One of the principal functions of broker discretionary votes has been the establishment of quorums at meetings of shareholders at which routine matters are presented for consideration. Many state corporation statutes, including the Delaware General Corporation Law, provide that a quorum, once established for a meeting, is valid for all matters voted on at the meeting. As a result, the allowance of broker discretionary votes for routine matters could help establish a quorum that would be valid for non-routine matters, notwithstanding the fact that such non-routine matters may have had an insufficient number of shares represented by proxy and voting to establish a quorum on their own.

The elimination of uncontested elections of directors as a routine matter removes one potential matter that may be used by a corporation to help establish a quorum for a meeting of shareholders. This change leaves the ratification of auditors as the only well-established routine matter for shareholder voting. As a result, shareholder votes on ratification of auditors may become more common as companies seek to continue the use of broker discretionary votes for quorum purposes. If there are no routine matters on a meeting agenda, companies may have to rely on proxy solicitation firms, and incur the associated costs, to ensure the presence of a quorum, and some may consider lowering their quorum requirements if allowed under applicable state law.

2. Election of directors may become more difficult for companies that have adopted majority voting provisions.

Companies that have instituted majority voting provisions in their by-laws with respect to the election of directors are required to obtain a majority vote in favor of the slate of directors up for election. Without the benefit of broker discretionary votes, companies may have to rely on proxy solicitation firms, and incur the associated costs, to accumulate the necessary affirmative votes. This may lead companies that are considering adopting majority vote provisions to abandon those efforts.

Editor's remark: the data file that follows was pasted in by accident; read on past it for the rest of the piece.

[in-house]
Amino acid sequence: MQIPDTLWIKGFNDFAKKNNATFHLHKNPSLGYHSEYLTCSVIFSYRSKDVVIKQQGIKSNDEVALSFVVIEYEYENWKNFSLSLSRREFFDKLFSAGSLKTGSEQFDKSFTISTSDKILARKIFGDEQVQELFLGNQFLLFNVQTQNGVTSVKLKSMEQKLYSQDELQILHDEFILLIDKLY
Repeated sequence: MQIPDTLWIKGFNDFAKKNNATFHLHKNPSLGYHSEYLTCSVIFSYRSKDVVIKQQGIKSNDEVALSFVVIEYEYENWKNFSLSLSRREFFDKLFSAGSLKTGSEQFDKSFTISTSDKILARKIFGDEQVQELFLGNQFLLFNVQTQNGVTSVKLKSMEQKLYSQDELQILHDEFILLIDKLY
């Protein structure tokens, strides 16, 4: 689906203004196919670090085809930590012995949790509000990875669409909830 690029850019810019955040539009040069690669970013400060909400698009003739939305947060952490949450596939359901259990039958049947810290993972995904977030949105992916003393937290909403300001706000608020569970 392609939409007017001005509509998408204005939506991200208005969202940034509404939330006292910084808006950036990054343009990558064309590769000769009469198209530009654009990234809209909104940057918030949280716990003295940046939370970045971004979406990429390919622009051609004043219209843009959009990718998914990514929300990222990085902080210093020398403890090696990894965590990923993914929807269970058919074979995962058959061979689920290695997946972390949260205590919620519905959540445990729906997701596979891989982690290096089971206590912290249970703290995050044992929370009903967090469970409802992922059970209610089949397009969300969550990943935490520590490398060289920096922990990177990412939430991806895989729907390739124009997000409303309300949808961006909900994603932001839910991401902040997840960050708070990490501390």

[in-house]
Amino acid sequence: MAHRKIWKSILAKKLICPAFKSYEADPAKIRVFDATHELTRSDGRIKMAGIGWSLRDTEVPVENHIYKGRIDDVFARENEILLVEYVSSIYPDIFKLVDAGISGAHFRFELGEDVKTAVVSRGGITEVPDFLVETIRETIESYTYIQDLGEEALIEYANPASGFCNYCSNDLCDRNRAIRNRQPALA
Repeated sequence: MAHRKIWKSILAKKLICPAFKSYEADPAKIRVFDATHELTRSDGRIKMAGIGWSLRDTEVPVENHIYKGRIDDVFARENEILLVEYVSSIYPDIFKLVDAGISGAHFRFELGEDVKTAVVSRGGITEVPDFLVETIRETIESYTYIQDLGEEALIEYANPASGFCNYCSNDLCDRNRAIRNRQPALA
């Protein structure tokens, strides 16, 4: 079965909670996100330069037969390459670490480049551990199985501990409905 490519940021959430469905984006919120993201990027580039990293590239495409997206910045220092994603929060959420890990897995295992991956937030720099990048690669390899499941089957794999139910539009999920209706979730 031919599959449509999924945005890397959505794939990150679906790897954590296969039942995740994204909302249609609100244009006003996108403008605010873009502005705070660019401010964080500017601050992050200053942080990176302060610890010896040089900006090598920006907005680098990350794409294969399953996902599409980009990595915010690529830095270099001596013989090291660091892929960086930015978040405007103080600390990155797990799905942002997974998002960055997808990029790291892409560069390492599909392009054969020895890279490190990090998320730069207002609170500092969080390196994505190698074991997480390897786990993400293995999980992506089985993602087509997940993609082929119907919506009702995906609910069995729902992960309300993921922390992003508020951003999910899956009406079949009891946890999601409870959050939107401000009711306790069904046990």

3. Institutional shareholders may gain increased leverage over boards of directors.

While contested elections of directors are relatively rare, in recent years institutional shareholders have increasingly sought to challenge incumbent directors in uncontested elections through the use of "just vote no" campaigns. These campaigns have provided a vehicle for major shareholders to apply pressure to boards of directors without incurring the costs of a full-blown proxy contest. In light of the increasing frequency of such challenges, boards of directors have become increasingly receptive to the demands of significant shareholders. The elimination of broker discretionary voting in uncontested elections of directors may further increase the leverage of institutional shareholders over boards, as the low historical response rate of retail investors to proxy solicitations suggests that any reduction in votes cast in an uncontested election by virtue of the elimination of broker discretionary voting is likely to come disproportionately out of the voting of shares held by retail investors. Such a reduction in voting of the shares held by retail investors would effectively increase the voting power of shares held by institutional shareholders, consequently increasing the threat of a "just vote no" campaign and the leverage held by the institutional shareholders that might commence such a campaign.

In addition to adopting the amendments relating to broker discretionary voting detailed in this alert, the Commission also voted to propose rule amendments regarding shareholder approval of executive compensation applicable to institutions receiving financial assistance under the Troubled Asset Relief Program (TARP) and rule amendments to enhance proxy disclosures and solicitations. These proposals are discussed in this linked July 1, 2009 Email Alert.